Archive for the ‘Trucking Accidents’ Category

Trucking Accidents in Mississippi

Sunday, August 13th, 2017

Images of a Toyota Camry that rear ended a semi-truck this August on Highway 61 North are a disturbing reminder of how dangerous accidents involving tractor trailers and passenger vehicles can be. Even though the truck in this accident was stopped at a red light at the time of the collision, the car suffered serious damage and the five passengers of the car sustained injuries. Damage to the truck was minor.

Accidents involving trucks can be absolutely devastating. For one thing, trucks weigh about 20-30 what passenger vehicles weigh creating a serious risk for people travelling in the smaller vehicles. Additionally, the size and weight of trucks makes them harder to stop. In the event that a truck driver has to stop abruptly, they will continue to travel around 20 to 40 percent farther than a car would. This situation can be even further exasperated by inclement weather. Not surprisingly, when accidents between trucks and passenger vehicles result in fatalities, it is far more likely that the person or people killed will be those in the passenger vehicle. Of course, not every accident involving a truck is the fault of the truck driver as opposed to the other driver.

Truck driving risks

There are certain things about driving a truck that increase the chance of these drivers causing an accident. For instance, commercial truckers often spend long hours behind the wheel of their vehicles. Federal laws regulating trucking allow for drivers to work for up to 11 hours at a time, and 77 hours in a week. As if 11 hours straight behind the wheel was not a long enough stretch, many truck drivers admit that they will at times work even longer than permitted. Maintaining focus for such long periods of time is not easy, which makes the likelihood of fatigue and inattention greater. Add a tired driver into the mix with bad weather and a vehicle that takes much longer than others to stop, and the chances of an accident occurring can increase greatly.

Liability in trucking accidents

The damage caused in trucking accidents is often extremely serious, and when a passenger vehicle and truck collide, the people in the smaller vehicle will likely suffer the brunt of the harm. Even still, in order to show that a truck driver is liable for damages, the driver must have been negligent.  The people or person seeking damages will have to show that the truck driver did not act as a reasonably prudent person would given the circumstances. Of course, it is also possible that the driver of the smaller vehicle negligently caused the accident, in which case the truck driver would not be liable, even if the other vehicle and individuals suffered greatly as a result of the accident. Another possibility is that both drivers were negligent.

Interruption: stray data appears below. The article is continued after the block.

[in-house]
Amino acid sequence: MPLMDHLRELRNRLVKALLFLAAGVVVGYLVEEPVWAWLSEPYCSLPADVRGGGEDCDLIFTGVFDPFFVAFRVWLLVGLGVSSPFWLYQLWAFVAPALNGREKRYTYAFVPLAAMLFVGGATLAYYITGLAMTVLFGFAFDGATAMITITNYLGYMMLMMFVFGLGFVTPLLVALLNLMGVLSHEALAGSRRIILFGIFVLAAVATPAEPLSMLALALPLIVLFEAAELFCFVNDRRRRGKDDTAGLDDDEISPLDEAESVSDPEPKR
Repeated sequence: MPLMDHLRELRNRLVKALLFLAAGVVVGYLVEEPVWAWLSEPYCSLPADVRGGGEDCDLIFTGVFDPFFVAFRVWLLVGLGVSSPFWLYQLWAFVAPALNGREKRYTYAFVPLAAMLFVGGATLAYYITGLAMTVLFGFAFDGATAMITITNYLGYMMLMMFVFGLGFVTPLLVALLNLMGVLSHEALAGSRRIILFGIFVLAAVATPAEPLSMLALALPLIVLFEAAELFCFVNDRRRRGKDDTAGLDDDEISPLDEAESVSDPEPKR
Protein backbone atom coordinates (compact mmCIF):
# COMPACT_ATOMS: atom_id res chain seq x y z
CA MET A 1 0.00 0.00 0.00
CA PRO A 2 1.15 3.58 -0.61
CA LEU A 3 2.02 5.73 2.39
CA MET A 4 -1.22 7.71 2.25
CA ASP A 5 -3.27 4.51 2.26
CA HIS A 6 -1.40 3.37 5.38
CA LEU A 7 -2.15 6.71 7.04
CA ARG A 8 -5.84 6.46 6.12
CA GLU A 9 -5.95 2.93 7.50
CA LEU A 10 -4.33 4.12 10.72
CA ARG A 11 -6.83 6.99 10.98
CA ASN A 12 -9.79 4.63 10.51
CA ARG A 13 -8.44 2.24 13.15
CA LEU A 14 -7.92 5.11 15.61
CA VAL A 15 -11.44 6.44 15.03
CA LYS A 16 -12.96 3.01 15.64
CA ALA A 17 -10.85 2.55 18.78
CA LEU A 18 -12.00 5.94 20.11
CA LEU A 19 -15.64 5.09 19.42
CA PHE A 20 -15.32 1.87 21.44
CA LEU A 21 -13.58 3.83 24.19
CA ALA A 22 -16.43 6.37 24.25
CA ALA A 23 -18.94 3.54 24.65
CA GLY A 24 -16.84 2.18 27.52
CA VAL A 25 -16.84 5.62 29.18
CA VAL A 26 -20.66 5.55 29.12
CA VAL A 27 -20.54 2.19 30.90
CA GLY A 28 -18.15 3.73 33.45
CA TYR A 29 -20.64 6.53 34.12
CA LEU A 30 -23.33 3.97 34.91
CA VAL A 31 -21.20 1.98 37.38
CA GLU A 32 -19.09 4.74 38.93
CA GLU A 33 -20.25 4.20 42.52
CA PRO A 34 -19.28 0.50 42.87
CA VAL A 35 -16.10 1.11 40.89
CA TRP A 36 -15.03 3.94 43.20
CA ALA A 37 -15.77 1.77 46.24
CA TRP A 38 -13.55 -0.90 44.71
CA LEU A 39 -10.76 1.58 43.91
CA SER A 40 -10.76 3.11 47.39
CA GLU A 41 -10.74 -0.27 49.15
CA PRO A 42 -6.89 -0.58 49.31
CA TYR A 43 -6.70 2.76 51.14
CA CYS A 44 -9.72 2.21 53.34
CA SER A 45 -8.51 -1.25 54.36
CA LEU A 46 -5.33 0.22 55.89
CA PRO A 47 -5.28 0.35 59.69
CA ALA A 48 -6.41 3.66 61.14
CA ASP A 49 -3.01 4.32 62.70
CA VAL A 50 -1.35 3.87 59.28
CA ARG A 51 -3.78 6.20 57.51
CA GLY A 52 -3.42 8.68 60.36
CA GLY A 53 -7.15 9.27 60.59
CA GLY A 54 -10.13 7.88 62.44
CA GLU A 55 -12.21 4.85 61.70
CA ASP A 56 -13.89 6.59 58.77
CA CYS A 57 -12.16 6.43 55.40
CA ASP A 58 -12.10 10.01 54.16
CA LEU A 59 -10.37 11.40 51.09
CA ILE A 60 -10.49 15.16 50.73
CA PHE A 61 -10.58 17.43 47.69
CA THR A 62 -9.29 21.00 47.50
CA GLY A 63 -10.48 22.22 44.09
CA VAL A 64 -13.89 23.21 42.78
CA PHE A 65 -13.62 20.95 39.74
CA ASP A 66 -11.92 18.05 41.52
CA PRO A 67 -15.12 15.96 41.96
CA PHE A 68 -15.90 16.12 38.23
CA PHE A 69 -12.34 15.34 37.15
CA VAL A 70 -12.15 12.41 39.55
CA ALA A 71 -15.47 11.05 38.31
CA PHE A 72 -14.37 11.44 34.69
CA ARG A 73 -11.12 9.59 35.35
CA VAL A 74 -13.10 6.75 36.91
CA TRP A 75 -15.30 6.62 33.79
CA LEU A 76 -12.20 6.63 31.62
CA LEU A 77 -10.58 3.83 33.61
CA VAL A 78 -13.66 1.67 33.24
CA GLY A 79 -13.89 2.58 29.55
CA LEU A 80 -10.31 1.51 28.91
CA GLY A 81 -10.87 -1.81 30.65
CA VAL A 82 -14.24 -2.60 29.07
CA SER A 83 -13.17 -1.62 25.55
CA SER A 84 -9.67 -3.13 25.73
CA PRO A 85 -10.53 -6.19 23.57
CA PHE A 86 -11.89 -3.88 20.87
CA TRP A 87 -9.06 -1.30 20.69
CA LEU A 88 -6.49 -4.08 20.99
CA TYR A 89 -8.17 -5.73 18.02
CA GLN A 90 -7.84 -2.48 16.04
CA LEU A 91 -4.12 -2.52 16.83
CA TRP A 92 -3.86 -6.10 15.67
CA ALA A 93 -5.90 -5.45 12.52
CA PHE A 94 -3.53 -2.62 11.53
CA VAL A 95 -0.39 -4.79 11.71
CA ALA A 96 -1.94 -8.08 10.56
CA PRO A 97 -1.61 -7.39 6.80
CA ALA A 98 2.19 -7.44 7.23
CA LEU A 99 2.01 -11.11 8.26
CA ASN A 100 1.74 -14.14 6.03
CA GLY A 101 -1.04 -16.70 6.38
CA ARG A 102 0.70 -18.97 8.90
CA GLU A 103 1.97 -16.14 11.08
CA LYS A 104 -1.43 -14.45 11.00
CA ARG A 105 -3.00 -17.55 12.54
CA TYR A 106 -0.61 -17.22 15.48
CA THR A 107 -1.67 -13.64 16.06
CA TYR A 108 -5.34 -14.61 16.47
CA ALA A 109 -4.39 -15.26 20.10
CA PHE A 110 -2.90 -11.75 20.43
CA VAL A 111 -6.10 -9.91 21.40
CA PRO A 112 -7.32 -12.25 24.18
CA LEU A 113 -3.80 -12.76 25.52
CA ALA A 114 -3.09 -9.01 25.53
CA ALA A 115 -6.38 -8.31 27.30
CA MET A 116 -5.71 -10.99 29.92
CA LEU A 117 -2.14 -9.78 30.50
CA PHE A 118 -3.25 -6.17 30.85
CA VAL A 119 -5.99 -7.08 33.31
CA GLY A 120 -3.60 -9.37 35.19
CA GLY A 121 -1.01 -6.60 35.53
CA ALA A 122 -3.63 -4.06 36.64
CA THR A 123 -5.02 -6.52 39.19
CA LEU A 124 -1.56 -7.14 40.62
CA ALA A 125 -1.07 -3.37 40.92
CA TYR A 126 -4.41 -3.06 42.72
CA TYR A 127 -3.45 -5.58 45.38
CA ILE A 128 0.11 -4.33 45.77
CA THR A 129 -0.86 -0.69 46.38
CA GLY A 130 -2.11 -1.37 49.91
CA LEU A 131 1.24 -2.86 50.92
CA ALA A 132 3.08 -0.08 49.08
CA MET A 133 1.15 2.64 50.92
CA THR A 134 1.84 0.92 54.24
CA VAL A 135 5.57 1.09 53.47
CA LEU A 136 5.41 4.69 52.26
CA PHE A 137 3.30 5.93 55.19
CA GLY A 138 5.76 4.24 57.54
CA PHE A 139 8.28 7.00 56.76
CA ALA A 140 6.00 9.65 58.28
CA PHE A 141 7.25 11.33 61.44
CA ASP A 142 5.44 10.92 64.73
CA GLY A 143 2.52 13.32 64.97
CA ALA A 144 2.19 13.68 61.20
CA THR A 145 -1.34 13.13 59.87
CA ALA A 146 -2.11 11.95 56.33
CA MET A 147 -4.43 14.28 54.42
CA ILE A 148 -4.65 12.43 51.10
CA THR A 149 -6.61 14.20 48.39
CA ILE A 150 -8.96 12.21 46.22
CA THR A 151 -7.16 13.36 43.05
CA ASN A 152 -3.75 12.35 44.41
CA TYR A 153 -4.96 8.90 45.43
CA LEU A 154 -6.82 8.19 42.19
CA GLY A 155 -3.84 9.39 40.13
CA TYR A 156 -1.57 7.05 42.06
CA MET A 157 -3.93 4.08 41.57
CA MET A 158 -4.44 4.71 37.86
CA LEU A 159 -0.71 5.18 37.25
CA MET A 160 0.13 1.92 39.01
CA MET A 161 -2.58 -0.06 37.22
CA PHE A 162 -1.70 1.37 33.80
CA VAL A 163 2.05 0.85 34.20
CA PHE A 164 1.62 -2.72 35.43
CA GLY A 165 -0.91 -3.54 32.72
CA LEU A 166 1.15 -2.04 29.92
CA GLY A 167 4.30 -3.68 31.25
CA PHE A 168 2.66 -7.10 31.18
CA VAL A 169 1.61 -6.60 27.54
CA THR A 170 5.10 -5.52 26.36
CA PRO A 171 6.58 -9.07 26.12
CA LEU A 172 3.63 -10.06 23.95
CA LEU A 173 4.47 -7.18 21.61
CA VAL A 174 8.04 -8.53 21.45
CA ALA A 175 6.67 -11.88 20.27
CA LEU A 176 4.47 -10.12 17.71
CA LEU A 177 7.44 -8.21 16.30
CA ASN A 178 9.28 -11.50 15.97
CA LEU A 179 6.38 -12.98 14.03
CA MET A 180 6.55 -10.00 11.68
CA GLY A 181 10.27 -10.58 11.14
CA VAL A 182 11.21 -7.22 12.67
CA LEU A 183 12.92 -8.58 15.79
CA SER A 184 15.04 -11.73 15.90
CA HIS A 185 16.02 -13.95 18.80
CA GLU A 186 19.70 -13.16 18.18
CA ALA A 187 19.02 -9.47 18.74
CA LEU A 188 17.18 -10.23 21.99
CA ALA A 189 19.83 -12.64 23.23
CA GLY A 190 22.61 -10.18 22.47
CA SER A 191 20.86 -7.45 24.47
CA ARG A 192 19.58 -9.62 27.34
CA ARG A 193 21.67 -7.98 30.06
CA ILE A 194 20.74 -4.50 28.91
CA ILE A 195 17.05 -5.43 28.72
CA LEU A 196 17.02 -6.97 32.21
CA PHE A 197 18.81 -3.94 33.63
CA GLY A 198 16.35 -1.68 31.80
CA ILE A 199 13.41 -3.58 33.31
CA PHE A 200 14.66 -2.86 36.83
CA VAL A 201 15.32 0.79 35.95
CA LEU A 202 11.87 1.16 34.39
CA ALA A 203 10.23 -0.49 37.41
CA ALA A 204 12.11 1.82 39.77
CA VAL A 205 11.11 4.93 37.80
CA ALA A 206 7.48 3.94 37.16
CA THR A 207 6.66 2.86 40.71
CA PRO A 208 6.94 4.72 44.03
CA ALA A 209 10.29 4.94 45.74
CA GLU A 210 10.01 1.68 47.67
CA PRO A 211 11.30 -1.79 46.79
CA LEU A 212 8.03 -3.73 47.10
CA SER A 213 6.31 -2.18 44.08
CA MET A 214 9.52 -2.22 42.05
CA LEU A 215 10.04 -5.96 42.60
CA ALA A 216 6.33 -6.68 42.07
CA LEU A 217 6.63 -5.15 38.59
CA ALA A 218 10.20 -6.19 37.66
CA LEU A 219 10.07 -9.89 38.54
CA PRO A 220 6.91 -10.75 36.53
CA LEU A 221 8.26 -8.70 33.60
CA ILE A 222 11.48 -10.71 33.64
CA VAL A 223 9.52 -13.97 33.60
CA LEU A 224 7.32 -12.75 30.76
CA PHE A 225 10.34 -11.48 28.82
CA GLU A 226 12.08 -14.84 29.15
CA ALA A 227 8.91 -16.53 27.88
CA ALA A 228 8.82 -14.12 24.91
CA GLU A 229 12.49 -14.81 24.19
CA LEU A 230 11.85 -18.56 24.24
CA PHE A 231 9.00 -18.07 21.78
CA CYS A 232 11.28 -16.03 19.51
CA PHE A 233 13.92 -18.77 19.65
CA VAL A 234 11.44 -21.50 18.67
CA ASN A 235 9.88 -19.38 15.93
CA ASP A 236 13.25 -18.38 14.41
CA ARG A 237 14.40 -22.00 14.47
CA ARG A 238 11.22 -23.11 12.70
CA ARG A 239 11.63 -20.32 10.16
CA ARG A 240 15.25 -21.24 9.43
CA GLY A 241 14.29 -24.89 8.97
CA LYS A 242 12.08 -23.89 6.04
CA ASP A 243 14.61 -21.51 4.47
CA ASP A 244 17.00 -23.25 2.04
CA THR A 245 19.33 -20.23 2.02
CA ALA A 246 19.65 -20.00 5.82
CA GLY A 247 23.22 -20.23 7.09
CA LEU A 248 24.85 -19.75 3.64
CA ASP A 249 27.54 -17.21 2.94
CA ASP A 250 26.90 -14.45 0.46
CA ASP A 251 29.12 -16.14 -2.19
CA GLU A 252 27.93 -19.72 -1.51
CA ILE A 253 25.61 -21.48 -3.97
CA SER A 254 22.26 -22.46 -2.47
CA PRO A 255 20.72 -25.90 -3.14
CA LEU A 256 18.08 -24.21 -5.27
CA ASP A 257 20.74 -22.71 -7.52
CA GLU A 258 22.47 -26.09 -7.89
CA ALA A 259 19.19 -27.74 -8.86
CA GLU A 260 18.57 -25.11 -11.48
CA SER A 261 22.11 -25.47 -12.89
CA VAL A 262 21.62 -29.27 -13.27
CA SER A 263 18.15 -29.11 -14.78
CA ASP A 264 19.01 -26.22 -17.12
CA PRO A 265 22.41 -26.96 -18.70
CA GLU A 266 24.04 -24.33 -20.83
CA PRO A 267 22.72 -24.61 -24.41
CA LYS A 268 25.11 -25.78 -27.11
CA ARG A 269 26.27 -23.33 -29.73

In Mississippi, if the injured person was negligent, but the other driver was also negligent, it is still possible for the injured person to collect damages. If the driver of the passenger vehicle was 80% responsible for the accident, and the truck driver was only 20% liable, Mississippi law would permit the injured person to collect 20% of the total damages.

Trucking accidents can lead to extremely serious and costly injuries. If you were involved in an accident with a truck, it is important to speak with the experienced Mississippi Trucking Accident Lawyer at Barrett Law, PLLC to learn your rights, and to develop a strategy for handling your claim.

Mississippi Trucking Accident Attorney Talks About Accidents Involving Power Lines

Saturday, July 1st, 2017

Mississippi Trucking Accident Attorney Talks About Accidents Involving Power Lines

Recently, a section of Hewes Avenue in Gulfport was closed for a few hours after a dump truck hit a power pole. The crash caused intermittent power outages in the area near the accident scene, but service got fully restored to most customers within three hours after the incident. As the power company worked to make repairs, police kept the area near the crash scene closed to protect everyone’s safety.

Any vehicle could potentially get into a collision with a power pole. Power lines run along streets all across America, and power poles line the roads almost everywhere we go. It is essential that drivers know how to keep themselves and their passengers safe in the event that they hit a power pole because accidents involving power poles are situations in which what you are likely to think is the right thing to do could be dangerous and deadly.

For example, most people, after getting into a car accident would get out of the vehicle as soon as possible if they were physically able to do so. However, if your car hits a utility pole or collides with a tree or other object that brings a power line down, getting out of your vehicle is usually the wrong thing to do. There are a few situations in which getting out is the better choice, but in most cases, drivers should stay in their vehicle and instruct their passengers to do the same until they get told that the power line has been de-energized.